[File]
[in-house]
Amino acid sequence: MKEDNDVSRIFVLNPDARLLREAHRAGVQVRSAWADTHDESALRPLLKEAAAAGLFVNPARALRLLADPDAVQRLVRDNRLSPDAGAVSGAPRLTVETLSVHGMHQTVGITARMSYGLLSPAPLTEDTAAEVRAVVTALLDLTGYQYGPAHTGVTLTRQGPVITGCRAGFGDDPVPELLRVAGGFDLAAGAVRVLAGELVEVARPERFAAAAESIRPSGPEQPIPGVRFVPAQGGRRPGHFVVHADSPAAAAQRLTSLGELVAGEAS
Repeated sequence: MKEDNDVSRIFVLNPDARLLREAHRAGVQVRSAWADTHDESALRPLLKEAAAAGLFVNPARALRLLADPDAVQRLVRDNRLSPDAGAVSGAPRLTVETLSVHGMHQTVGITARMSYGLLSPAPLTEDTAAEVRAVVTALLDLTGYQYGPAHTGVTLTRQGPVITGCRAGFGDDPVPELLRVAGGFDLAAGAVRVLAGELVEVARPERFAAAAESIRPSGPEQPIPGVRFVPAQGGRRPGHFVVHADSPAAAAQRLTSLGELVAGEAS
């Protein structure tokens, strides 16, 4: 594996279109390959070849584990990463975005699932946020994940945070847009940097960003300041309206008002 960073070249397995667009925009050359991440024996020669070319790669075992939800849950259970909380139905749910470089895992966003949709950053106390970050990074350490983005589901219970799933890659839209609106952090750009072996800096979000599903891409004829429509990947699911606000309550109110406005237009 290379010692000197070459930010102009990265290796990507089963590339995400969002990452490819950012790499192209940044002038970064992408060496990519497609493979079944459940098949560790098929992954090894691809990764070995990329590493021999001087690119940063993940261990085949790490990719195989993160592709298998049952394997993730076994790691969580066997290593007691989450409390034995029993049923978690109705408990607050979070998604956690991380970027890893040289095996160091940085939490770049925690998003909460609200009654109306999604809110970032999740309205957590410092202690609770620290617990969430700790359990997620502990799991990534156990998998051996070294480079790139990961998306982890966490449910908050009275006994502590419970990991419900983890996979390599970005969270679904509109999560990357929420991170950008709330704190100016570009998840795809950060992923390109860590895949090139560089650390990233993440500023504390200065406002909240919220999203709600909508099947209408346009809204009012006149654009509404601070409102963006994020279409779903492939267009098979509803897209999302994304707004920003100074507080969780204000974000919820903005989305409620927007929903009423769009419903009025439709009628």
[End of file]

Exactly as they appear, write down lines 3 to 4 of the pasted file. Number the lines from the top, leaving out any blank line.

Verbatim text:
Repeated sequence: MKEDNDVSRIFVLNPDARLLREAHRAGVQVRSAWADTHDESALRPLLKEAAAAGLFVNPARALRLLADPDAVQRLVRDNRLSPDAGAVSGAPRLTVETLSVHGMHQTVGITARMSYGLLSPAPLTEDTAAEVRAVVTALLDLTGYQYGPAHTGVTLTRQGPVITGCRAGFGDDPVPELLRVAGGFDLAAGAVRVLAGELVEVARPERFAAAAESIRPSGPEQPIPGVRFVPAQGGRRPGHFVVHADSPAAAAQRLTSLGELVAGEAS
């Protein structure tokens, strides 16, 4: 594996279109390959070849584990990463975005699932946020994940945070847009940097960003300041309206008002 960073070249397995667009925009050359991440024996020669070319790669075992939800849950259970909380139905749910470089895992966003949709950053106390970050990074350490983005589901219970799933890659839209609106952090750009072996800096979000599903891409004829429509990947699911606000309550109110406005237009 290379010692000197070459930010102009990265290796990507089963590339995400969002990452490819950012790499192209940044002038970064992408060496990519497609493979079944459940098949560790098929992954090894691809990764070995990329590493021999001087690119940063993940261990085949790490990719195989993160592709298998049952394997993730076994790691969580066997290593007691989450409390034995029993049923978690109705408990607050979070998604956690991380970027890893040289095996160091940085939490770049925690998003909460609200009654109306999604809110970032999740309205957590410092202690609770620290617990969430700790359990997620502990799991990534156990998998051996070294480079790139990961998306982890966490449910908050009275006994502590419970990991419900983890996979390599970005969270679904509109999560990357929420991170950008709330704190100016570009998840795809950060992923390109860590895949090139560089650390990233993440500023504390200065406002909240919220999203709600909508099947209408346009809204009012006149654009509404601070409102963006994020279409779903492939267009098979509803897209999302994304707004920003100074507080969780204000974000919820903005989305409620927007929903009423769009419903009025439709009628």